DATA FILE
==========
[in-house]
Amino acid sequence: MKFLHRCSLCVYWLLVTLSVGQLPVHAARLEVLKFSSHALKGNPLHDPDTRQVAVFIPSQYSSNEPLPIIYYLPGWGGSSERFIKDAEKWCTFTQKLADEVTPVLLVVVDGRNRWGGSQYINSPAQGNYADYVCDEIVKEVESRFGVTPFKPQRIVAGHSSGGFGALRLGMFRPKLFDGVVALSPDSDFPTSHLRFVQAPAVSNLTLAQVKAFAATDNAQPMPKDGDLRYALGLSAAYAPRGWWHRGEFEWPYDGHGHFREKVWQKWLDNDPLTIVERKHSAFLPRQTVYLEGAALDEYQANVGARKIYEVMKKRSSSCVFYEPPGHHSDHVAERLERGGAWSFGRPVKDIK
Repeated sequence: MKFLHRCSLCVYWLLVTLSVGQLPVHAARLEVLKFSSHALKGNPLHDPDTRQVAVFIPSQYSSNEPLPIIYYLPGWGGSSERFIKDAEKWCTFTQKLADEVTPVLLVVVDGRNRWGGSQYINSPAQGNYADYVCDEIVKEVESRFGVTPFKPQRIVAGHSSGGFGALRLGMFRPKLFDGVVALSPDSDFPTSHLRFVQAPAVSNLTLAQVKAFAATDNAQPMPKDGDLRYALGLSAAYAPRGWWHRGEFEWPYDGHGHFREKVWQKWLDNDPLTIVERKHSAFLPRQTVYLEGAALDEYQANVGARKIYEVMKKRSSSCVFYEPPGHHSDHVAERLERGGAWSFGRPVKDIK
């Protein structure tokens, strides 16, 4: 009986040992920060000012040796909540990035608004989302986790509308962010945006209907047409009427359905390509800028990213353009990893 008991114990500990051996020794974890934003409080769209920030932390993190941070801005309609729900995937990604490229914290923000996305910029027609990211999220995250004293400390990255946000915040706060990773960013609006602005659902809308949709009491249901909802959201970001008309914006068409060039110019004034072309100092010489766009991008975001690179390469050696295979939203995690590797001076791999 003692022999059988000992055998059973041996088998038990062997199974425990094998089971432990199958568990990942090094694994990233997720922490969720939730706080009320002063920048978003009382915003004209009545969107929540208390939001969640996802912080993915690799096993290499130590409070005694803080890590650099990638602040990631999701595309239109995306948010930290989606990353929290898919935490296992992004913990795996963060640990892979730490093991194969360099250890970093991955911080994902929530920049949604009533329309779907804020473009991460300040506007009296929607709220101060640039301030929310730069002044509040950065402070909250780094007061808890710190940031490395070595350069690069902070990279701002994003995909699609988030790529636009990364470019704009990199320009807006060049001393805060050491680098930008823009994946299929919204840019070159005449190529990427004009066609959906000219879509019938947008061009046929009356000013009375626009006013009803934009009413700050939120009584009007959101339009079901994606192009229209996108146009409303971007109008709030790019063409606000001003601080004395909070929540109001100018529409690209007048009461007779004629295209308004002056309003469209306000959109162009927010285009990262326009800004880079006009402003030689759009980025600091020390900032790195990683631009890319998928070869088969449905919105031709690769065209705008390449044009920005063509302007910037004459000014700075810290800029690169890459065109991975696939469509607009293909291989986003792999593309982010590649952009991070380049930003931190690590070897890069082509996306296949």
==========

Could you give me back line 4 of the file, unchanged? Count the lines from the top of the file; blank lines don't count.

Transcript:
């Protein structure tokens, strides 16, 4: 009986040992920060000012040796909540990035608004989302986790509308962010945006209907047409009427359905390509800028990213353009990893 008991114990500990051996020794974890934003409080769209920030932390993190941070801005309609729900995937990604490229914290923000996305910029027609990211999220995250004293400390990255946000915040706060990773960013609006602005659902809308949709009491249901909802959201970001008309914006068409060039110019004034072309100092010489766009991008975001690179390469050696295979939203995690590797001076791999 003692022999059988000992055998059973041996088998038990062997199974425990094998089971432990199958568990990942090094694994990233997720922490969720939730706080009320002063920048978003009382915003004209009545969107929540208390939001969640996802912080993915690799096993290499130590409070005694803080890590650099990638602040990631999701595309239109995306948010930290989606990353929290898919935490296992992004913990795996963060640990892979730490093991194969360099250890970093991955911080994902929530920049949604009533329309779907804020473009991460300040506007009296929607709220101060640039301030929310730069002044509040950065402070909250780094007061808890710190940031490395070595350069690069902070990279701002994003995909699609988030790529636009990364470019704009990199320009807006060049001393805060050491680098930008823009994946299929919204840019070159005449190529990427004009066609959906000219879509019938947008061009046929009356000013009375626009006013009803934009009413700050939120009584009007959101339009079901994606192009229209996108146009409303971007109008709030790019063409606000001003601080004395909070929540109001100018529409690209007048009461007779004629295209308004002056309003469209306000959109162009927010285009990262326009800004880079006009402003030689759009980025600091020390900032790195990683631009890319998928070869088969449905919105031709690769065209705008390449044009920005063509302007910037004459000014700075810290800029690169890459065109991975696939469509607009293909291989986003792999593309982010590649952009991070380049930003931190690590070897890069082509996306296949």